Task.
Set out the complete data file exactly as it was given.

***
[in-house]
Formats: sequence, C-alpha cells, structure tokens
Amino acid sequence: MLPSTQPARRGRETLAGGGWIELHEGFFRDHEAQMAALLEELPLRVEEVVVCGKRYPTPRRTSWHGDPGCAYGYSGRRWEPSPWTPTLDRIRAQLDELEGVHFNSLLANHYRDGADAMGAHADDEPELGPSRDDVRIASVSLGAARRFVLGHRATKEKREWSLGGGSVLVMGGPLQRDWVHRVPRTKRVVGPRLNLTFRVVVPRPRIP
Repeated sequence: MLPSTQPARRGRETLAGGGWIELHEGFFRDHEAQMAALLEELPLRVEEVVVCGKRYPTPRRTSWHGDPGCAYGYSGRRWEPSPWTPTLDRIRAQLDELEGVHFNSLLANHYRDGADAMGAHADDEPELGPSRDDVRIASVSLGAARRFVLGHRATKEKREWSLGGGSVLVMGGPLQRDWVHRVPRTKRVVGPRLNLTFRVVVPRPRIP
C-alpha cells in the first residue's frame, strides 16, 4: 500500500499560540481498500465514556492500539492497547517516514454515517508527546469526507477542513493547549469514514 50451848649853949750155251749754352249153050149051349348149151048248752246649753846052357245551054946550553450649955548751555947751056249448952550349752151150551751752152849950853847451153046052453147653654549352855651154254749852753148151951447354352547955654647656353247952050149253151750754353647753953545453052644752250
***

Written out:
[in-house]
Formats: sequence, C-alpha cells, structure tokens
Amino acid sequence: MLPSTQPARRGRETLAGGGWIELHEGFFRDHEAQMAALLEELPLRVEEVVVCGKRYPTPRRTSWHGDPGCAYGYSGRRWEPSPWTPTLDRIRAQLDELEGVHFNSLLANHYRDGADAMGAHADDEPELGPSRDDVRIASVSLGAARRFVLGHRATKEKREWSLGGGSVLVMGGPLQRDWVHRVPRTKRVVGPRLNLTFRVVVPRPRIP
Repeated sequence: MLPSTQPARRGRETLAGGGWIELHEGFFRDHEAQMAALLEELPLRVEEVVVCGKRYPTPRRTSWHGDPGCAYGYSGRRWEPSPWTPTLDRIRAQLDELEGVHFNSLLANHYRDGADAMGAHADDEPELGPSRDDVRIASVSLGAARRFVLGHRATKEKREWSLGGGSVLVMGGPLQRDWVHRVPRTKRVVGPRLNLTFRVVVPRPRIP
C-alpha cells in the first residue's frame, strides 16, 4: 500500500499560540481498500465514556492500539492497547517516514454515517508527546469526507477542513493547549469514514 50451848649853949750155251749754352249153050149051349348149151048248752246649753846052357245551054946550553450649955548751555947751056249448952550349752151150551751752152849950853847451153046052453147653654549352855651154254749852753148151951447354352547955654647656353247952050149253151750754353647753953545453052644752250